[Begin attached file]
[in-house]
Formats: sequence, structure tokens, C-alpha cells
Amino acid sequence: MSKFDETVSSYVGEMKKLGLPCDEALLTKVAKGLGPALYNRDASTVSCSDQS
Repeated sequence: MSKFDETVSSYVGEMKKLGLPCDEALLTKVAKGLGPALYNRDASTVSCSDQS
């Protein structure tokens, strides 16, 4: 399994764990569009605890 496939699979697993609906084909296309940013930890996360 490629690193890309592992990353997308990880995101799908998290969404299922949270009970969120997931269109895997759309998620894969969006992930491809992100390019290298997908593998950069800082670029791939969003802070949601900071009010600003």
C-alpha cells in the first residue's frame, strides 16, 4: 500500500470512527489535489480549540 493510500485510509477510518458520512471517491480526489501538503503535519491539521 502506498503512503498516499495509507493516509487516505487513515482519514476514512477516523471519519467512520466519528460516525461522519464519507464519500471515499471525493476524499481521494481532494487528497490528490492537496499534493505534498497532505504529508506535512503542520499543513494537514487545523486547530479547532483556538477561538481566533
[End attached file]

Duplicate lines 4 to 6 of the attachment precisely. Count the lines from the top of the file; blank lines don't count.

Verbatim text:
Repeated sequence: MSKFDETVSSYVGEMKKLGLPCDEALLTKVAKGLGPALYNRDASTVSCSDQS
């Protein structure tokens, strides 16, 4: 399994764990569009605890 496939699979697993609906084909296309940013930890996360 490629690193890309592992990353997308990880995101799908998290969404299922949270009970969120997931269109895997759309998620894969969006992930491809992100390019290298997908593998950069800082670029791939969003802070949601900071009010600003």
C-alpha cells in the first residue's frame, strides 16, 4: 500500500470512527489535489480549540 493510500485510509477510518458520512471517491480526489501538503503535519491539521 502506498503512503498516499495509507493516509487516505487513515482519514476514512477516523471519519467512520466519528460516525461522519464519507464519500471515499471525493476524499481521494481532494487528497490528490492537496499534493505534498497532505504529508506535512503542520499543513494537514487545523486547530479547532483556538477561538481566533